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Companies adapt to the evolving marketing landscape. The developed world is nearly fully digital. Broadband and mobile penetration in China is also reaching its peak. In India, it is a work in progress, but given the rapidity at which the digital broadband network is being rolled out, a few years from now, most of the country will come on the digital map.
The implication of these changes on the business landscape is huge. To understand how these changes impact business in the Asia Pacific region, I talked to Jonny Stark, Head of Brand and Real-time Marketing Razorfish. Razorfish is a digital marketing agency and is part of the French Publicis group. Jonny is based out of Hongkong. He is responsible for marketing across the Asia Pacific region.
In the pre-digital era, mass customer outreach was largely through print, radio, and television. This was supported by events, conferences, person-to-person, and business-to-business contacts. The business was conducted from brick-and-mortar facilities.
With the arrival of the internet, a host of disruptive communication technologies emerged. These have substantially impacted the business landscape. It was now possible to reach large numbers of customers using a variety of communication channels like Facebook, Twitter, Wechat, Snapchat, Instagram, Youtube, Google Plus, Linkedin, Whatsapp, etc.
A market universe that hitherto was restricted to a locality or a small geographic segment had now become global. Marketing was no longer a one-way street. Customers can now express their opinions, state their preferences, complain, and offer suggestions on products and services online to service providers, regulators, manufacturers, and intermediaries.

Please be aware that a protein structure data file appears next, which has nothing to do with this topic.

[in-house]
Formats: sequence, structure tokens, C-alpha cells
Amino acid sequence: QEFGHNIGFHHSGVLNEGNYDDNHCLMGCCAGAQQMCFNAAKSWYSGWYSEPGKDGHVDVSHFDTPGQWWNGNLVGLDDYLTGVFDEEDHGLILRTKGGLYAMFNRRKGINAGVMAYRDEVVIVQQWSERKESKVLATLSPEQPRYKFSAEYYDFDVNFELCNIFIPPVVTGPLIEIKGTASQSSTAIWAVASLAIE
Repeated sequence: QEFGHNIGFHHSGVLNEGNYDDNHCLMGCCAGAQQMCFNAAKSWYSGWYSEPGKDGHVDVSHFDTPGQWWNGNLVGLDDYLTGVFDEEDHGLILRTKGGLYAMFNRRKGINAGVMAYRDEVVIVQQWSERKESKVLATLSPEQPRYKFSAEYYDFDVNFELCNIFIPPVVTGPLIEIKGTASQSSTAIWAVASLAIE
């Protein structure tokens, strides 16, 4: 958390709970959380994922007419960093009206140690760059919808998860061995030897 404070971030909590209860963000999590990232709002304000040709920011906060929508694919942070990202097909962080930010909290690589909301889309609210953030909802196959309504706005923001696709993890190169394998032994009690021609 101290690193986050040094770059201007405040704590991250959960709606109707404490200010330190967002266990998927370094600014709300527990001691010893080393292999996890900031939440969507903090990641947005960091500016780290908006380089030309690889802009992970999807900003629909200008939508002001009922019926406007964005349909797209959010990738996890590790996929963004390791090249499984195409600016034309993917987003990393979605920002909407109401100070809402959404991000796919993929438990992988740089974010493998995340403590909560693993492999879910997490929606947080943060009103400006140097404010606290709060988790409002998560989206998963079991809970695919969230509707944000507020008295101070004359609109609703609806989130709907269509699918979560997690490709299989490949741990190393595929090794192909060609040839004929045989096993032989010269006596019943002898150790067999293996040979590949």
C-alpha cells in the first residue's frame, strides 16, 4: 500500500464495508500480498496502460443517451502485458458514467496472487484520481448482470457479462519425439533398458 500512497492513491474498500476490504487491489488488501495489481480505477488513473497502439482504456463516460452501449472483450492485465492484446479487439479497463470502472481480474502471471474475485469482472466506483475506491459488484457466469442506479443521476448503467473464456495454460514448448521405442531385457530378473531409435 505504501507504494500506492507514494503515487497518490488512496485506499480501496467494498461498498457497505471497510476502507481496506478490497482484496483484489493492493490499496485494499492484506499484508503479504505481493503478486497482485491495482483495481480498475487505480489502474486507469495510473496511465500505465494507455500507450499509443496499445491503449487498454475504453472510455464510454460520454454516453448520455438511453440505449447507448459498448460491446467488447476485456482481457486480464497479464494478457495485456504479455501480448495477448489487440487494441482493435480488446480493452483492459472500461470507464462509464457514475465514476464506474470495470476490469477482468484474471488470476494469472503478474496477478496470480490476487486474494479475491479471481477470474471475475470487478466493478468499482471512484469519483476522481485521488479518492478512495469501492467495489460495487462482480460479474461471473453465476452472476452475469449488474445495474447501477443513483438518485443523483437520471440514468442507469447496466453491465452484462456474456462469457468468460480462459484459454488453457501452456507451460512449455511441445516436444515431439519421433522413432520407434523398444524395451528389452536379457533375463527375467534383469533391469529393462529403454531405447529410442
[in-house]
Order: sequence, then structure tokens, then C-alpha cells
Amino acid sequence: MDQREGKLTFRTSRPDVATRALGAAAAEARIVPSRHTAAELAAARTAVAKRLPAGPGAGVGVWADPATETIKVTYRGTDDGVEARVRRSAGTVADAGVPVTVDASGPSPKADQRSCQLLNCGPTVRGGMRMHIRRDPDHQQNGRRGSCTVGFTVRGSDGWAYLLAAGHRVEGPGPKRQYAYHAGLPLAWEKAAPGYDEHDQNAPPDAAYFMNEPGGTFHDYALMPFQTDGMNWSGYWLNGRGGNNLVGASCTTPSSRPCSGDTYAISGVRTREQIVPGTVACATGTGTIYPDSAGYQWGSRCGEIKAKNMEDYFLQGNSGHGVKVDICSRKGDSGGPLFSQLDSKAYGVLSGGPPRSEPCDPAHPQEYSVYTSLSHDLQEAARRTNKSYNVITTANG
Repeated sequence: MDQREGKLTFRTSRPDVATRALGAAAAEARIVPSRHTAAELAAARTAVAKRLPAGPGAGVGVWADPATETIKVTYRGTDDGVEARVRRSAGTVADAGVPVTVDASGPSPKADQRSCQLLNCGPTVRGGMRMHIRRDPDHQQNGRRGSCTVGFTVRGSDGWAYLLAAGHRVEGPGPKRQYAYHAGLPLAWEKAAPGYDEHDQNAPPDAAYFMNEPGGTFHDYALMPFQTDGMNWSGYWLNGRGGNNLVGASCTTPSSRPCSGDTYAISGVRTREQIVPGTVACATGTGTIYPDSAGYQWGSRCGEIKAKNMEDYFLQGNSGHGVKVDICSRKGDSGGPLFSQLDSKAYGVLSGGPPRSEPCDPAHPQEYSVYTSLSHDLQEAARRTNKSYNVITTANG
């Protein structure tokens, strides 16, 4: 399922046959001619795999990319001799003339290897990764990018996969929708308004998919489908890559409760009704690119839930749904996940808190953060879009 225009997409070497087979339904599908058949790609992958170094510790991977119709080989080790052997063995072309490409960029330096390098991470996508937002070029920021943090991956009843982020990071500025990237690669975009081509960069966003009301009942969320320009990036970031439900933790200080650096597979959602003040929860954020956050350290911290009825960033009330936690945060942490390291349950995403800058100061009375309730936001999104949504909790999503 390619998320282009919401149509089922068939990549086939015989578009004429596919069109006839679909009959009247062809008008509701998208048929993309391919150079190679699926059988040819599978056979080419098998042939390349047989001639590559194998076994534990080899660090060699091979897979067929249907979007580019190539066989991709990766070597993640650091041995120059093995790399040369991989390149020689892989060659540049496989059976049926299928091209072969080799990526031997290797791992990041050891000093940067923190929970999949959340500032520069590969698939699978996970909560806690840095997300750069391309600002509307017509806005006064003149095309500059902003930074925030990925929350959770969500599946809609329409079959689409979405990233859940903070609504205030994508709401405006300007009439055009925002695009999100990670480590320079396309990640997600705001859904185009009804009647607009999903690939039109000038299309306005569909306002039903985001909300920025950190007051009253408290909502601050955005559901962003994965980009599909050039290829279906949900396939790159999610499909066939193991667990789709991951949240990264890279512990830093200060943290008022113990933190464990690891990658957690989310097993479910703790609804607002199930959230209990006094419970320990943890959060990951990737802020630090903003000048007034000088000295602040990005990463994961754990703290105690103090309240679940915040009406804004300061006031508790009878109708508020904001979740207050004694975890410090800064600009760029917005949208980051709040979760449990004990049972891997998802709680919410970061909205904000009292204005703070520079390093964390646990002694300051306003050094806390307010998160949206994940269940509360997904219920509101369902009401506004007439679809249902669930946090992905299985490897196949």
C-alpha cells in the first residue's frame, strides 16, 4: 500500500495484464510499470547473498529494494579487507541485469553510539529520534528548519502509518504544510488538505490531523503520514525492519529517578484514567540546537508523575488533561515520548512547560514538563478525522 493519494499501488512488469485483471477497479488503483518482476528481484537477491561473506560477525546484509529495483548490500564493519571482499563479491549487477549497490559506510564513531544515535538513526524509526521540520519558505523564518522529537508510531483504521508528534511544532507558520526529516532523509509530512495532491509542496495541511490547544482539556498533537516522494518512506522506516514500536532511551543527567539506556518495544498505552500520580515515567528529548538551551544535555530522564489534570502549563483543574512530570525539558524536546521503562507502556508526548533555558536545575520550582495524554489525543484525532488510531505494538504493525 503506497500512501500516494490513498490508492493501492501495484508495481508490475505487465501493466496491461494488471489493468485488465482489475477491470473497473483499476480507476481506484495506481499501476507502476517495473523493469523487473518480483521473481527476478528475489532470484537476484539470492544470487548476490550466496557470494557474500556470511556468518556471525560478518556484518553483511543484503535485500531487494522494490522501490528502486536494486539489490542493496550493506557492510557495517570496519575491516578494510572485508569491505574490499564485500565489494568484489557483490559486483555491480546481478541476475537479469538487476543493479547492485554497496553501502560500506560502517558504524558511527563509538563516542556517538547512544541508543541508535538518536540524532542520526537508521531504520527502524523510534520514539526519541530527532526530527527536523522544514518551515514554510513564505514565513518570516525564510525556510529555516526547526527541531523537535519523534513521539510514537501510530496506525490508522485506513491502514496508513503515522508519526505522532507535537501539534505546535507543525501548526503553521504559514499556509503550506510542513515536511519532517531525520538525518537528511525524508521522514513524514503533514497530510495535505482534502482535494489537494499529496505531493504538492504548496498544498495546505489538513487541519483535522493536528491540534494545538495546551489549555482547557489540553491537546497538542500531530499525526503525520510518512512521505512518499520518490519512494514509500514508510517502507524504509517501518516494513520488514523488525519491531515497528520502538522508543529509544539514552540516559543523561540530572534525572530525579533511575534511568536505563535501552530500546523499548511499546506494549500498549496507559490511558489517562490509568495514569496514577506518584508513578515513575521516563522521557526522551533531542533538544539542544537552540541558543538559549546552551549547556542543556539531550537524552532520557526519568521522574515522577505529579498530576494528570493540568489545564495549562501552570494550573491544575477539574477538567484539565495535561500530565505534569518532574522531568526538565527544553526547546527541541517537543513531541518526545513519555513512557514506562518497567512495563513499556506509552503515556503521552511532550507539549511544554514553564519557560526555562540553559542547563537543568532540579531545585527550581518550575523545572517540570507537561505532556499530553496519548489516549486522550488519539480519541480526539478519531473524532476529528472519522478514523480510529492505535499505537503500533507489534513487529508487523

Customer outreach using the new communication channels, additionally, is leading to the generation of large volumes of data on customers and their preferences. Data mining and analytic tools have made it possible to generate business logic and trends from this data. This is used extensively to improve service quality, design new products, and improve on existing ones.
All this has whetted customer demand and appetite for more and better quality information on things they wish to buy. Customers now want to know more about the products and services on offer. They review the feedback from other buyers online. Decision-making to buy is now becoming more and more informed. A visit to a brick-and-mortar business facility has been reduced. In many cases, the need to do that has disappeared.
New technologies like virtual and augmented reality and holographic tools like Hololens, developed by Microsoft, give customers a more immersive experience of a product. Businesses supported by Digital marketing agencies like Razorfish advise their clients on fully leveraging the latest technologies on offer. The objective is to improve customer experience, enhance brand awareness, and as a consequence, leverage higher sales.